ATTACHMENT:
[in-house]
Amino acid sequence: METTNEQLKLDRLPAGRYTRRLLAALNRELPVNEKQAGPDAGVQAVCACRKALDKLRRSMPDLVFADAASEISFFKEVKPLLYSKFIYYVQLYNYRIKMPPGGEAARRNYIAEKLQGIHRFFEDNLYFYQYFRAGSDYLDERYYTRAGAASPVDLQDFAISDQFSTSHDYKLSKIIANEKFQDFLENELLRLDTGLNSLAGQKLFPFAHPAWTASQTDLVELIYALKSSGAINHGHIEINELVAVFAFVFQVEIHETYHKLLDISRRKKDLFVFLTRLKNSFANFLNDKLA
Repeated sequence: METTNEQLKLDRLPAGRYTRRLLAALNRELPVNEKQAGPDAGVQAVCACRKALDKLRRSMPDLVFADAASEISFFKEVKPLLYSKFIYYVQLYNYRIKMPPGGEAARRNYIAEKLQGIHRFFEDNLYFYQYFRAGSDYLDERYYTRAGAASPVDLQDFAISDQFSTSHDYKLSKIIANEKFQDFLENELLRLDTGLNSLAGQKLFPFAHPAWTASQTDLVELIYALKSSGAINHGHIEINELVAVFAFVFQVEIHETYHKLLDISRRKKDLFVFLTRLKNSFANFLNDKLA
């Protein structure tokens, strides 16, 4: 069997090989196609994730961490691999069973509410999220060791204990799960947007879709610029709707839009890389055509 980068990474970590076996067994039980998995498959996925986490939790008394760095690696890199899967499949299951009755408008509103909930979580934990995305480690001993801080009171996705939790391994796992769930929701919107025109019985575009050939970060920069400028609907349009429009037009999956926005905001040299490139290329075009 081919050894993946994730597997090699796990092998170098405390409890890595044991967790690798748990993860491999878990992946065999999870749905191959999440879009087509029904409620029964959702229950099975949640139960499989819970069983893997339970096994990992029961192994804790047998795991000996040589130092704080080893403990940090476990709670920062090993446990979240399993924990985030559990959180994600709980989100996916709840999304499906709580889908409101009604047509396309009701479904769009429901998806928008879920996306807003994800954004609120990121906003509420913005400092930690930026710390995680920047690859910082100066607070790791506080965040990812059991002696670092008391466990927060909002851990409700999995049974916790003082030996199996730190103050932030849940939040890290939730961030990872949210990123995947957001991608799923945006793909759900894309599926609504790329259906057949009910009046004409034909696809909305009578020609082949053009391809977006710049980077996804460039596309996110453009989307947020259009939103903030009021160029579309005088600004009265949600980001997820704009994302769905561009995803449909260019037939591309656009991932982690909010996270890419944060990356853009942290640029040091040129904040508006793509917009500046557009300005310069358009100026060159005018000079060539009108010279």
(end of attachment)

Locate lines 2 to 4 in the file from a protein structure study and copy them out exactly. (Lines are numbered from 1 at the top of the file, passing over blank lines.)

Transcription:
Amino acid sequence: METTNEQLKLDRLPAGRYTRRLLAALNRELPVNEKQAGPDAGVQAVCACRKALDKLRRSMPDLVFADAASEISFFKEVKPLLYSKFIYYVQLYNYRIKMPPGGEAARRNYIAEKLQGIHRFFEDNLYFYQYFRAGSDYLDERYYTRAGAASPVDLQDFAISDQFSTSHDYKLSKIIANEKFQDFLENELLRLDTGLNSLAGQKLFPFAHPAWTASQTDLVELIYALKSSGAINHGHIEINELVAVFAFVFQVEIHETYHKLLDISRRKKDLFVFLTRLKNSFANFLNDKLA
Repeated sequence: METTNEQLKLDRLPAGRYTRRLLAALNRELPVNEKQAGPDAGVQAVCACRKALDKLRRSMPDLVFADAASEISFFKEVKPLLYSKFIYYVQLYNYRIKMPPGGEAARRNYIAEKLQGIHRFFEDNLYFYQYFRAGSDYLDERYYTRAGAASPVDLQDFAISDQFSTSHDYKLSKIIANEKFQDFLENELLRLDTGLNSLAGQKLFPFAHPAWTASQTDLVELIYALKSSGAINHGHIEINELVAVFAFVFQVEIHETYHKLLDISRRKKDLFVFLTRLKNSFANFLNDKLA
């Protein structure tokens, strides 16, 4: 069997090989196609994730961490691999069973509410999220060791204990799960947007879709610029709707839009890389055509 980068990474970590076996067994039980998995498959996925986490939790008394760095690696890199899967499949299951009755408008509103909930979580934990995305480690001993801080009171996705939790391994796992769930929701919107025109019985575009050939970060920069400028609907349009429009037009999956926005905001040299490139290329075009 081919050894993946994730597997090699796990092998170098405390409890890595044991967790690798748990993860491999878990992946065999999870749905191959999440879009087509029904409620029964959702229950099975949640139960499989819970069983893997339970096994990992029961192994804790047998795991000996040589130092704080080893403990940090476990709670920062090993446990979240399993924990985030559990959180994600709980989100996916709840999304499906709580889908409101009604047509396309009701479904769009429901998806928008879920996306807003994800954004609120990121906003509420913005400092930690930026710390995680920047690859910082100066607070790791506080965040990812059991002696670092008391466990927060909002851990409700999995049974916790003082030996199996730190103050932030849940939040890290939730961030990872949210990123995947957001991608799923945006793909759900894309599926609504790329259906057949009910009046004409034909696809909305009578020609082949053009391809977006710049980077996804460039596309996110453009989307947020259009939103903030009021160029579309005088600004009265949600980001997820704009994302769905561009995803449909260019037939591309656009991932982690909010996270890419944060990356853009942290640029040091040129904040508006793509917009500046557009300005310069358009100026060159005018000079060539009108010279």